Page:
The Impact of White Dwarf Luminosity Profiles on Oscillation Frequencies

Francis Timmes, Richard H.D. Townsend, Evan B. Bauer, Anne Thoul, C. E. Fields, William M. Wolf

Research output: Contribution to journalArticlepeer-review

13 Scopus citations


KIC 08626021 is a pulsating DB white dwarf (WD) of considerable recent interest, and the first of its class to be extensively monitored by Kepler for its pulsation properties. Fitting the observed oscillation frequencies of KIC 08626021 to a model can yield insights into its otherwise-hidden internal structure. Template-based WD models choose a luminosity profile where the luminosity is proportional to the enclosed mass , Lr ∝ Mr, independent of the effective temperature T eff. Evolutionary models of young WDs with T eff 25,000 K suggest that neutrino emission gives rise to luminosity profiles with L r M r. We explore this contrast by comparing the oscillation frequencies between two nearly identical WD models: one with an enforced luminosity profile, and the other with a luminosity profile determined by the star's previous evolution history. We find that the low-order g-mode frequencies differ by up to ≃70 μHz over the range of Kepler observations for KIC 08626021. This suggests that by neglecting the proper thermal structure of the star (e.g., accounting for the effect of plasmon neutrino losses), the model frequencies calculated by using an profile may have uncorrected, effectively random errors at the level of tens of μHz. A mean frequency difference of 30 μHz, based on linearly extrapolating published results, suggests a template model uncertainty in the fit precision of ≃12% in WD mass, ≃9% in the radius, and ≃3% in the central oxygen mass fraction.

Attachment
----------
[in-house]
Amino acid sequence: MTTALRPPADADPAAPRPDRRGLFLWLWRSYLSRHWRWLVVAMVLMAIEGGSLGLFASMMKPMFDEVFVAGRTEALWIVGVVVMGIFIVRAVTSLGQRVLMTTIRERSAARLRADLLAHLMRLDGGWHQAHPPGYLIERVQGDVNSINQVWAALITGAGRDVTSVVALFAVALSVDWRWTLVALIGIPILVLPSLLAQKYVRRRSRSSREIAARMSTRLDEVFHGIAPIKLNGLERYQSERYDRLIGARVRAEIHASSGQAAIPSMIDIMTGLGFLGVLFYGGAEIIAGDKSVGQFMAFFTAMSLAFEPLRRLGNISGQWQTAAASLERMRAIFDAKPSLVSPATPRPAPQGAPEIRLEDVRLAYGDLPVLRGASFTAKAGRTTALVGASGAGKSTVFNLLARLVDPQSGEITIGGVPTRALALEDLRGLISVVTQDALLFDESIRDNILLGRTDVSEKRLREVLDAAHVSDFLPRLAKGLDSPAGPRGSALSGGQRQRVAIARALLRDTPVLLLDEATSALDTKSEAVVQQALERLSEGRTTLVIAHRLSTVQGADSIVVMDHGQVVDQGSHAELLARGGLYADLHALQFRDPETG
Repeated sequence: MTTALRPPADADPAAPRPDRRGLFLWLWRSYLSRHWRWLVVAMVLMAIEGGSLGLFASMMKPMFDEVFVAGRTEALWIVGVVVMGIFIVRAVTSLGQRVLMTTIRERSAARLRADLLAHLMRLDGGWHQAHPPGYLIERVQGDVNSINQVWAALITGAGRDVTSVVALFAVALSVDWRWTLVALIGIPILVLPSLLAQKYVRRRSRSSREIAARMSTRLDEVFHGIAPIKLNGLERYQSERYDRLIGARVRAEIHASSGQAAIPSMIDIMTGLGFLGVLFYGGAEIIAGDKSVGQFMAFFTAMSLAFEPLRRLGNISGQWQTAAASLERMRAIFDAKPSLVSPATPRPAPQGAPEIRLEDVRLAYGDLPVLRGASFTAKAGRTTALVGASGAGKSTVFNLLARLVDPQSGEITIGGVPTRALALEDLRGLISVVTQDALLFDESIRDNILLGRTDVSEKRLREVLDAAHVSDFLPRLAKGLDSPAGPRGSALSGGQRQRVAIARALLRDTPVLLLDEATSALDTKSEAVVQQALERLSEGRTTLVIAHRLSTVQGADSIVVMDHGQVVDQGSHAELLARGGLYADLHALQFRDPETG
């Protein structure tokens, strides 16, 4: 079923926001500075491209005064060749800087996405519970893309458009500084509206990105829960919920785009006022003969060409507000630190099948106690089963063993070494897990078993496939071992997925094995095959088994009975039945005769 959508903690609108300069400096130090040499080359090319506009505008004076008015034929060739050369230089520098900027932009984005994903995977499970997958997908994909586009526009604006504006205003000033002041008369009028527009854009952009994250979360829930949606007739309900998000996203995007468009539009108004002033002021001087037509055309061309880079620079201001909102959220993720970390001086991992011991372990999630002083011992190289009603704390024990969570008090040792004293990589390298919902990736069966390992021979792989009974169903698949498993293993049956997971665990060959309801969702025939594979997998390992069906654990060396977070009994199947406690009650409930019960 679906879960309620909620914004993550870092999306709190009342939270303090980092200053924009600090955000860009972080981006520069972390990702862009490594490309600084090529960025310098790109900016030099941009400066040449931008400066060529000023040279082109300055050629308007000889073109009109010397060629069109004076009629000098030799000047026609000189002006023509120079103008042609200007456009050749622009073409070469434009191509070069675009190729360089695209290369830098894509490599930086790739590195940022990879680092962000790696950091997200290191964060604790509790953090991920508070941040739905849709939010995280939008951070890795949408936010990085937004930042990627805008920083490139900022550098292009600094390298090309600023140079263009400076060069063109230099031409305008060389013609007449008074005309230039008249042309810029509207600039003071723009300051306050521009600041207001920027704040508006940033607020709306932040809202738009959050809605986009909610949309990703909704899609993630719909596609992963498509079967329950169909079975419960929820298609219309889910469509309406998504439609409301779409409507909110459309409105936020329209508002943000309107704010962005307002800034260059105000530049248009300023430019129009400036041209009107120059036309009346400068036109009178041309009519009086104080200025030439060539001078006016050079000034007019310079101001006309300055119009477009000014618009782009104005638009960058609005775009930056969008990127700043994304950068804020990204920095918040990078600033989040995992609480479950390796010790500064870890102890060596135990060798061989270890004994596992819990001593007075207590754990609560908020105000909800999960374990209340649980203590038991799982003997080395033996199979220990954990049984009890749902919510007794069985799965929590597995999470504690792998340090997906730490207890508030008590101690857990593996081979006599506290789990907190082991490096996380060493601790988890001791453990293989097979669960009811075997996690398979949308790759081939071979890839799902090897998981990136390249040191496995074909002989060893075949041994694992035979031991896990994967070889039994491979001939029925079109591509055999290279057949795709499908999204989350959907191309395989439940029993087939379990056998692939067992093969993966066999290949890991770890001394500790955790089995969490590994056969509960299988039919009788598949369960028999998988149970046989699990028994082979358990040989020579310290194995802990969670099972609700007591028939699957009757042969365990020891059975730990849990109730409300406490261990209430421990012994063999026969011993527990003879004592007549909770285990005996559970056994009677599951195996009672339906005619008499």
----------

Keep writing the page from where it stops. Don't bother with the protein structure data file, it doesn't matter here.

Original languageEnglish (US)
Article numberL30
JournalAstrophysical Journal Letters
Issue number2
StatePublished - Nov 10 2018


  • stars: evolution
  • stars: individual (KIC 08626021)
  • stars: interiors
  • stars: oscillations
  • white dwarfs

ASJC Scopus subject areas

  • Astronomy and Astrophysics
  • Space and Planetary Science


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